BERKELEY – The US Federal Reserve is being widely blamed for the recent eruption of volatility in emerging markets. But is the Fed just a convenient whipping boy?
It is easier to blame the Fed for today’s global economic problems than it is to blame China’s secular slowdown, which reflects Chinese officials’ laudable efforts to rebalance their economy. Likewise, though Japan’s “Abenomics,” by depressing the yen, complicates policymaking for the country’s neighbors, it also constitutes a commendable effort to bring deflation to a long-overdue end. So, again, it is easier to blame the Fed.
And, for the affected emerging economies, the Fed’s tapering of its massive monthly purchases of long-term assets – so-called quantitative easing (QE) – is certainly easier to blame than their own failure to move faster on economic reform.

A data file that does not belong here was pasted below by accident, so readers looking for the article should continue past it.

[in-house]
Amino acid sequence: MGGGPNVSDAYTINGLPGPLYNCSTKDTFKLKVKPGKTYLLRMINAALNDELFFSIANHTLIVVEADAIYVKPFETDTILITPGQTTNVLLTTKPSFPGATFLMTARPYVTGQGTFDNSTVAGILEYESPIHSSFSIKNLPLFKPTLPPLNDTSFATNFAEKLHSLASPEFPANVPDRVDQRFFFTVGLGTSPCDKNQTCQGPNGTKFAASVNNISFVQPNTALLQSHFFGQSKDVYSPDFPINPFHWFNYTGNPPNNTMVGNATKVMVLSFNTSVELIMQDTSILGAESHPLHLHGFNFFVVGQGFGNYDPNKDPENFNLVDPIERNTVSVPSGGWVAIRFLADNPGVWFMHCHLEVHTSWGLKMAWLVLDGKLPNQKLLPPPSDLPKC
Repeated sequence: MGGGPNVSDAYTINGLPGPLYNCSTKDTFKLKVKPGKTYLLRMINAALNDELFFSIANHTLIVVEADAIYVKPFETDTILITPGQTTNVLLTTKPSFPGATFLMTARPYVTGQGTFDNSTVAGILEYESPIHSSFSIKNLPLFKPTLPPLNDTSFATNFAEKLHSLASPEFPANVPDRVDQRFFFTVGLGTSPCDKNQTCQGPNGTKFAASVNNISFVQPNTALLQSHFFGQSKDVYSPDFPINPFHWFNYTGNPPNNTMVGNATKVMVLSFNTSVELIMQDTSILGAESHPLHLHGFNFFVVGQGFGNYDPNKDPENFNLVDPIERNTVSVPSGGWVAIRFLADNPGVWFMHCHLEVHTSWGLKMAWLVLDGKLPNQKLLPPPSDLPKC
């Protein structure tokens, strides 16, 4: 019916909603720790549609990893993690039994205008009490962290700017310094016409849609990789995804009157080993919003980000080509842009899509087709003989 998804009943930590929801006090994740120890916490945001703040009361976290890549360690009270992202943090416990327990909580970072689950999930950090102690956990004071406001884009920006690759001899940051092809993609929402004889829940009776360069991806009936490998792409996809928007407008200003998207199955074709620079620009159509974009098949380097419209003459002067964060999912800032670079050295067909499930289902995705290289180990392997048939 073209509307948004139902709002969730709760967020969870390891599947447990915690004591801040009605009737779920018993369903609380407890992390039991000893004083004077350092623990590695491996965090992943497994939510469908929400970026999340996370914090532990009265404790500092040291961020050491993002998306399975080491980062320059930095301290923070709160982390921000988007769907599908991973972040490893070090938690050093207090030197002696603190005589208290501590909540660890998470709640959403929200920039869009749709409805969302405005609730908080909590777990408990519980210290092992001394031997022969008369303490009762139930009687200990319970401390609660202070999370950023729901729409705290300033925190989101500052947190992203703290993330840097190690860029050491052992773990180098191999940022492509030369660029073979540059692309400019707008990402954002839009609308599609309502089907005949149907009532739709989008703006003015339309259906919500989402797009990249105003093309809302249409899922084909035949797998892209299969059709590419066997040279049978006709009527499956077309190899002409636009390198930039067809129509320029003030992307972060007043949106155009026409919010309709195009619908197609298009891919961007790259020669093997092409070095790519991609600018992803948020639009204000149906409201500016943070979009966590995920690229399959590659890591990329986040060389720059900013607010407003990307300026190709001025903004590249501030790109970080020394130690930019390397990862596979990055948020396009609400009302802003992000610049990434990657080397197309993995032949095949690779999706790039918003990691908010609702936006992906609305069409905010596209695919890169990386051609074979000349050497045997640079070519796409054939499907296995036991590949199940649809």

Still, the Fed should not be absolved of all guilt. The prospect of higher interest rates in the US weakens the incentive for investors to pour capital into emerging economies indiscriminately. Though a confluence of factors may have combined to upset the emerging-market applecart, Fed tapering is certainly one of them.